The defendants are Damian Kutzner; Vito Torchia, Jr.; Jonathan Tarkowski; R. Geoffrey Broderick; Charles T. Marshall; Brookstone Law P.C., doing business as Brookstone Law Group, a California corporation; Brookstone Law P.C., doing business as Brookstone Law Group, a Nevada corporation; Advantis Law P.C.; and Advantis Law Group P.C. They are charged with violating the FTC Act and the FTC’s Mortgage Assistance Relief Services Rule (MARS Rule) and Regulation O.
Source: FTC Halts California Based Mortgage Relief Scam (Defendants Claimed ‘Mass Joinder’ Lawsuits Would Void Mortgage, Stop Foreclosure).

See also, Exposing a mortgage relief scheme’s empty promises.

See, generally, Frederick Miller, "If You Can't Trust Your Lawyer .... ?", 138 Univ. of Pennsylvania Law Rev. 785 (1990) for more on the apparent, long-standing tolerance for deceit by many in the legal profession:
  • This tolerance to deception is encouraged by the profession's institutional civility. Seldom is a fig called a fig, or a shyster a shyster. No, our euphemisms are wonderfully polite: "frivolous conduct," or a "lack of candor;" or "law-office failure;" or, heaven forbid, a "peculation," a "defalcation," or a "negative balance" in a law firms's trust account.

    There is also widespread reluctance on the part of lawyers --- again, some lawyers --- to discuss publicly, much less acknowledge, that they have colleagues who engage in deceit and unprofessional conduct.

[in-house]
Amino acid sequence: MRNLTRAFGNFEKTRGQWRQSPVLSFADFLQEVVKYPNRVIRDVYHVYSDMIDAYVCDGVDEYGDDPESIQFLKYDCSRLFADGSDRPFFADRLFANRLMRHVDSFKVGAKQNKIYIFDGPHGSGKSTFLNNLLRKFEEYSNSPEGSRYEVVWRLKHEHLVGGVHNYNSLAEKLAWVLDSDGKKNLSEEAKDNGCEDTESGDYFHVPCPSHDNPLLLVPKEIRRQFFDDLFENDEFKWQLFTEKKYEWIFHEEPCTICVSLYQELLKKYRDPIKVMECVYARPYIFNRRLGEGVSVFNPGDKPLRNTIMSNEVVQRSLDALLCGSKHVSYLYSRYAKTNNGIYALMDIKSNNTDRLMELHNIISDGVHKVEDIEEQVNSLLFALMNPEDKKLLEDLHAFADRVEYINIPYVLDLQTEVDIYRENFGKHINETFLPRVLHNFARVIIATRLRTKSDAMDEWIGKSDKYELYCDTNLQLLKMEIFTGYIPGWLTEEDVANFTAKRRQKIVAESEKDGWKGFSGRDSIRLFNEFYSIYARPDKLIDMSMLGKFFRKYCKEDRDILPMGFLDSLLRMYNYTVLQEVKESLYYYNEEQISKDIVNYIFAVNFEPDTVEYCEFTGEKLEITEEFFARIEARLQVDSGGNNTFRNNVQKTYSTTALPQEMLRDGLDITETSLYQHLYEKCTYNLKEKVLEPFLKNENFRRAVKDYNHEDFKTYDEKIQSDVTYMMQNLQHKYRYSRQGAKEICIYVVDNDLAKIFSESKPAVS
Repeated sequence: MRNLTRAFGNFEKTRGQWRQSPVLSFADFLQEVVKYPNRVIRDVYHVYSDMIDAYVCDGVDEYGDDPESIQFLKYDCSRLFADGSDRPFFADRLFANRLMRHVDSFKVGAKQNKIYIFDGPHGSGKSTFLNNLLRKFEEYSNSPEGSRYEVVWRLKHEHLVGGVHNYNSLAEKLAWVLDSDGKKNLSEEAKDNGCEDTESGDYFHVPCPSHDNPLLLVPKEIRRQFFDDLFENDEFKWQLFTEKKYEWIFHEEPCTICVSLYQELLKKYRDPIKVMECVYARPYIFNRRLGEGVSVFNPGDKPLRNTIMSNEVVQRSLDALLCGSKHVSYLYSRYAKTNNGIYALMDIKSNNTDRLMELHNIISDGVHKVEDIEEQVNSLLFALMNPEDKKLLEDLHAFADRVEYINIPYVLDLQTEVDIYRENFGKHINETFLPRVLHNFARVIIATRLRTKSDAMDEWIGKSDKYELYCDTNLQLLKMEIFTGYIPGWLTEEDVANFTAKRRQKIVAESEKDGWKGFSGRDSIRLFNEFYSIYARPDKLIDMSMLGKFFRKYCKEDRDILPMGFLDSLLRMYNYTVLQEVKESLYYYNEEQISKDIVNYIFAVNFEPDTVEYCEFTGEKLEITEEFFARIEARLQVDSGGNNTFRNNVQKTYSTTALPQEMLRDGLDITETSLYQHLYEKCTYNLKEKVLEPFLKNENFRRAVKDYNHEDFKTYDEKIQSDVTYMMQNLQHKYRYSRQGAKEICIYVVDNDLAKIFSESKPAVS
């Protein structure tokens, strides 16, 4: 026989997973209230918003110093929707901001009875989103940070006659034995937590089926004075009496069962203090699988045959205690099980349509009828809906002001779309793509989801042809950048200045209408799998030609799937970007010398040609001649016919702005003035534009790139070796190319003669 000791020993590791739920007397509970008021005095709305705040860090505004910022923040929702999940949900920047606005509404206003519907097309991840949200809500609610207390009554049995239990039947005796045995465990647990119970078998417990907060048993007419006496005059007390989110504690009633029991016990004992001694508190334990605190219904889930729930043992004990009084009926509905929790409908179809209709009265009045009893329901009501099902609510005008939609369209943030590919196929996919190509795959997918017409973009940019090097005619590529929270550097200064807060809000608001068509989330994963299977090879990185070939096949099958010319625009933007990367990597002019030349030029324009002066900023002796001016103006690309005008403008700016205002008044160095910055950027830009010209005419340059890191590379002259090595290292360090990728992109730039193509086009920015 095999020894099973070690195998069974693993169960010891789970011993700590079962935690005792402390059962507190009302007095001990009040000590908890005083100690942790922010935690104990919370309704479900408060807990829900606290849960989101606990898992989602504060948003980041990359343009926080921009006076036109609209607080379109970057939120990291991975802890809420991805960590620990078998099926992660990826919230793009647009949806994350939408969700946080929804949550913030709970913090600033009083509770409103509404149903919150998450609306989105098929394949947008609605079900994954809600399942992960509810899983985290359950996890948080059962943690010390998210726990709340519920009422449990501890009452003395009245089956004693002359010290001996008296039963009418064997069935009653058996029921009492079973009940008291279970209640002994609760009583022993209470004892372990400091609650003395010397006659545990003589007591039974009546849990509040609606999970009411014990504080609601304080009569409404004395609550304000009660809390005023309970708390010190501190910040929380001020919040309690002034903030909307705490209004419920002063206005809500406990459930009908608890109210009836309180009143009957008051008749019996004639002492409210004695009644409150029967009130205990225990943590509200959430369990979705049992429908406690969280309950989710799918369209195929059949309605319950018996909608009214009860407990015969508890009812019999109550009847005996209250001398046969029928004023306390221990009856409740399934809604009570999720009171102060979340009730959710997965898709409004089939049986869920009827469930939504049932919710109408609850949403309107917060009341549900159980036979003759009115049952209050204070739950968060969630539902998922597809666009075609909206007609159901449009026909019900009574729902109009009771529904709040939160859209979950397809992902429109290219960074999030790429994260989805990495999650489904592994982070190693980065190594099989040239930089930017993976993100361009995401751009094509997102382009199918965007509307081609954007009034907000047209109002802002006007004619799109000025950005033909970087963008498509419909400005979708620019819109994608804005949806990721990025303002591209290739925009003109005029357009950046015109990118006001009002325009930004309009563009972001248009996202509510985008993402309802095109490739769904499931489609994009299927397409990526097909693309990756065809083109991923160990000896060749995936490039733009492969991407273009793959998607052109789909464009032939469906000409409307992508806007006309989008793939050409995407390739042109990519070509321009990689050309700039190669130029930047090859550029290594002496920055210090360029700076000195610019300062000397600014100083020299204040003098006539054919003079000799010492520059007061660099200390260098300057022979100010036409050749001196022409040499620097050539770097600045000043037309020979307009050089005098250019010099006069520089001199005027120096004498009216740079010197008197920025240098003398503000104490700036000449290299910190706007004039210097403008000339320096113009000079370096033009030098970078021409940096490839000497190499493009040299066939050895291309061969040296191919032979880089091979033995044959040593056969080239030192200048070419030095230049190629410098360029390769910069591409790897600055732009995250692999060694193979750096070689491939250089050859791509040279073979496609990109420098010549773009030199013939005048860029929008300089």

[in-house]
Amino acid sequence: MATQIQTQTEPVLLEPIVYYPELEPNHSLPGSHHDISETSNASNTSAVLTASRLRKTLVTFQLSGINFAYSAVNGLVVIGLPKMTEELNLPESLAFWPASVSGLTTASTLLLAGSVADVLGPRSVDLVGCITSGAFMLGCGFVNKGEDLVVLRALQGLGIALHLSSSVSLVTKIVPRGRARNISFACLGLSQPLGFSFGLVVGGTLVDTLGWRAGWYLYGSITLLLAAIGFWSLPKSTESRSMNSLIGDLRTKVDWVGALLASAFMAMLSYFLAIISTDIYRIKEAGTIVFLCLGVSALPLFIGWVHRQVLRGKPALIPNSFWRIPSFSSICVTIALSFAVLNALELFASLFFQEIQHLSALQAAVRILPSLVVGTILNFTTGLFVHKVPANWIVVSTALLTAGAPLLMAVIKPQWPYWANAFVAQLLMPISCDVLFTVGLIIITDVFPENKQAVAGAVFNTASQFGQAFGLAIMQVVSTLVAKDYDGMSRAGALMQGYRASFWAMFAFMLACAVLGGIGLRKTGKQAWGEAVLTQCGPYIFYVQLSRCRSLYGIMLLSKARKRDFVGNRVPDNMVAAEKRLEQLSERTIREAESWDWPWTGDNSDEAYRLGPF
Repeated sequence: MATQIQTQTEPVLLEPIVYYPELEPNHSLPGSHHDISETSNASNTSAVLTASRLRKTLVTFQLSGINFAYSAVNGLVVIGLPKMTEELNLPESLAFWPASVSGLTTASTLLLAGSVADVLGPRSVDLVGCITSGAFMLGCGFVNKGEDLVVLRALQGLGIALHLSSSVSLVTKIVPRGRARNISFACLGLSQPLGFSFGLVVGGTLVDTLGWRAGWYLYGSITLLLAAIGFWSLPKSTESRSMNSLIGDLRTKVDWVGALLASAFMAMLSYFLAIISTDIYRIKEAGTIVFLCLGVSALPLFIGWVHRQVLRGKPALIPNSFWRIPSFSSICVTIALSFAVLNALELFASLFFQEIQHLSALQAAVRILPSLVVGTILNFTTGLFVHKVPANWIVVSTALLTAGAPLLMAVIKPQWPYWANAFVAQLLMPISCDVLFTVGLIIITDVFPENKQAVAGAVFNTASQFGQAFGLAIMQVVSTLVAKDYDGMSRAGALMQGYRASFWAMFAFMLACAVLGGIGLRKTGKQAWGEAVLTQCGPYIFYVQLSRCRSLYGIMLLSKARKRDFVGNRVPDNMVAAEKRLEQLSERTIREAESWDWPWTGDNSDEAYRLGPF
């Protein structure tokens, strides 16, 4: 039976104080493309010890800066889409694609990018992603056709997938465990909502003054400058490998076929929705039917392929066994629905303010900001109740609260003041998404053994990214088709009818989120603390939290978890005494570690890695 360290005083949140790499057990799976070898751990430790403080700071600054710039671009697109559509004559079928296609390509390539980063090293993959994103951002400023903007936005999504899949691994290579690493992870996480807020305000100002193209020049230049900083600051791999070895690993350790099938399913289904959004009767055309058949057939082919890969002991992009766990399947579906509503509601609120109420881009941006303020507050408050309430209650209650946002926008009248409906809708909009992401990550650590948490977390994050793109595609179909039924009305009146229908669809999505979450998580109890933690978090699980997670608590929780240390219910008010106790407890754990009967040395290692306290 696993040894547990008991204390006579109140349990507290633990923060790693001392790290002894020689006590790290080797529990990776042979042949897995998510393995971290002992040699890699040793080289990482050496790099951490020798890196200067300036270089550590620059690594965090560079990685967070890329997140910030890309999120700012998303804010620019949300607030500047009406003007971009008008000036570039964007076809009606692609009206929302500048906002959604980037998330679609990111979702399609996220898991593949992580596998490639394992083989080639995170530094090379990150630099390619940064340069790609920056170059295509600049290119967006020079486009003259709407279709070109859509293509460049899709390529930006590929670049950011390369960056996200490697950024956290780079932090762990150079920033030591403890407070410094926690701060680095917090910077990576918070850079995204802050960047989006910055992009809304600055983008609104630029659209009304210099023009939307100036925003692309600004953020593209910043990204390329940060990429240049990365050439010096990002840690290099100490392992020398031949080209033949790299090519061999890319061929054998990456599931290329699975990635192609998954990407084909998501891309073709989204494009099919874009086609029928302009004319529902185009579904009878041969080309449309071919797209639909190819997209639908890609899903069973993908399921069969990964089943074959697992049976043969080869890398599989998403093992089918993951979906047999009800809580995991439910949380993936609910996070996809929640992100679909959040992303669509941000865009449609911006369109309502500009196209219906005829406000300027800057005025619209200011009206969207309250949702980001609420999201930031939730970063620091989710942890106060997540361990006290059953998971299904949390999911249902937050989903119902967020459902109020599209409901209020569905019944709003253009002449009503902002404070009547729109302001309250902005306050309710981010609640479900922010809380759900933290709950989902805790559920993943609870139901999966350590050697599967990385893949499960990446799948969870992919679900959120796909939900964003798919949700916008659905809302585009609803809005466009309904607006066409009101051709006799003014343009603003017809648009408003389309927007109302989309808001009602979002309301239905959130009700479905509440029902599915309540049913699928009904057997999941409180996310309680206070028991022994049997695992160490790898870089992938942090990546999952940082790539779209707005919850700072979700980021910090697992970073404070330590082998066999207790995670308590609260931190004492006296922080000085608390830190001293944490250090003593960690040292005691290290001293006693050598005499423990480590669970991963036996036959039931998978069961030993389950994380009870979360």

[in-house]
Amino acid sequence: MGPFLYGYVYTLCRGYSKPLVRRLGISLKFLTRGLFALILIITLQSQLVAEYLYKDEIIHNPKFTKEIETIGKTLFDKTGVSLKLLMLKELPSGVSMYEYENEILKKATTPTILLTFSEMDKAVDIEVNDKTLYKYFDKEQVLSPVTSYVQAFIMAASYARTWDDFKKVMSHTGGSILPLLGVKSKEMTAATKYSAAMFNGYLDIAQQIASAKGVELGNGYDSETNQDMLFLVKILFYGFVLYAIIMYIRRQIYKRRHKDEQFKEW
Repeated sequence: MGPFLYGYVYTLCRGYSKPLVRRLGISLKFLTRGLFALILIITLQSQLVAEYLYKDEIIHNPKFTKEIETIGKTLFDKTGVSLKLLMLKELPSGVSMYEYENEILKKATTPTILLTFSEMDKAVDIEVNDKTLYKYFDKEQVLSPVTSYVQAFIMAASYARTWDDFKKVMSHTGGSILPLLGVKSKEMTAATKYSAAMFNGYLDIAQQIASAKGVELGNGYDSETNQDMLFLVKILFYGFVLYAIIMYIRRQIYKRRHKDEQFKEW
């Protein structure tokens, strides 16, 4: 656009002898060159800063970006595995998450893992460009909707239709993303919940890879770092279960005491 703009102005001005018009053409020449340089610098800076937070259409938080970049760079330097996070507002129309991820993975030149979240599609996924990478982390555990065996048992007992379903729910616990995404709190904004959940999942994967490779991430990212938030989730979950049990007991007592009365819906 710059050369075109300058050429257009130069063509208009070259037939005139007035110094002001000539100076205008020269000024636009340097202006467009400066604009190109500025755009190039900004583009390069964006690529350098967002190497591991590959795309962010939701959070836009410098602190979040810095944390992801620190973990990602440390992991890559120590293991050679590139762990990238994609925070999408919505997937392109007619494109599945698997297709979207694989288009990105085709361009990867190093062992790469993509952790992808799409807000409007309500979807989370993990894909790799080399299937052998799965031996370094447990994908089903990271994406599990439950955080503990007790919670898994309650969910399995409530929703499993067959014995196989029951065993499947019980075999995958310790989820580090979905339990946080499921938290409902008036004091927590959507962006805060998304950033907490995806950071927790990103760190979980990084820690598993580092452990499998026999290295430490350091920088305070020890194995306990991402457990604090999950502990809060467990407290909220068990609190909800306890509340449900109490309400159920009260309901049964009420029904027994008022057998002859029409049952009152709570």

This reluctance is magnified when the brand of deceit involves the theft of client money and property, notwithstanding that most lawyers would agree that stealing from clients is the ultimate ethical transgression. [...] The fact is, however, that theft of client property is not an insignificant or isolated problem within the legal profession. Indeed, it is a hounding phenomenon nationwide, and probably the principal reason why most lawyers nationwide are disbarred from the practice of law.
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(1)The California State Bar's Client Security Fund is a public service of the California legal profession. The State Bar sponsored the creation of this fund to help protect consumers of legal services by alleviating losses resulting from the dishonest conduct of attorneys. The amount the fund may reimburse for theft committed by a California lawyer depends on when the loss occurred. A maximum of $50,000 is reimbursable if the loss occurred before January 1, 2009. A maximum of $100,000 is reimbursable if the loss occurred on or after January 1, 2009.

Unfortunately, because of the number of victimized clients who were screwed over by these attorney-driven foreclosure rescue scams, there reportedly is a long wait for claims to be approved and paid by the Fund. See, for example, California Homeowners' Claims Attributable To Attorneys Running Illegal Loan Modification Rackets Play Significant Role In Driving State Bar's Client Security Fund Into Insolvency.

For similar "attorney ripoff reimbursement funds" that sometimes help cover the financial mess created by the dishonest conduct of lawyers licensed in other states and Canada, see:
Maps available courtesy of The National Client Protection Organization, Inc.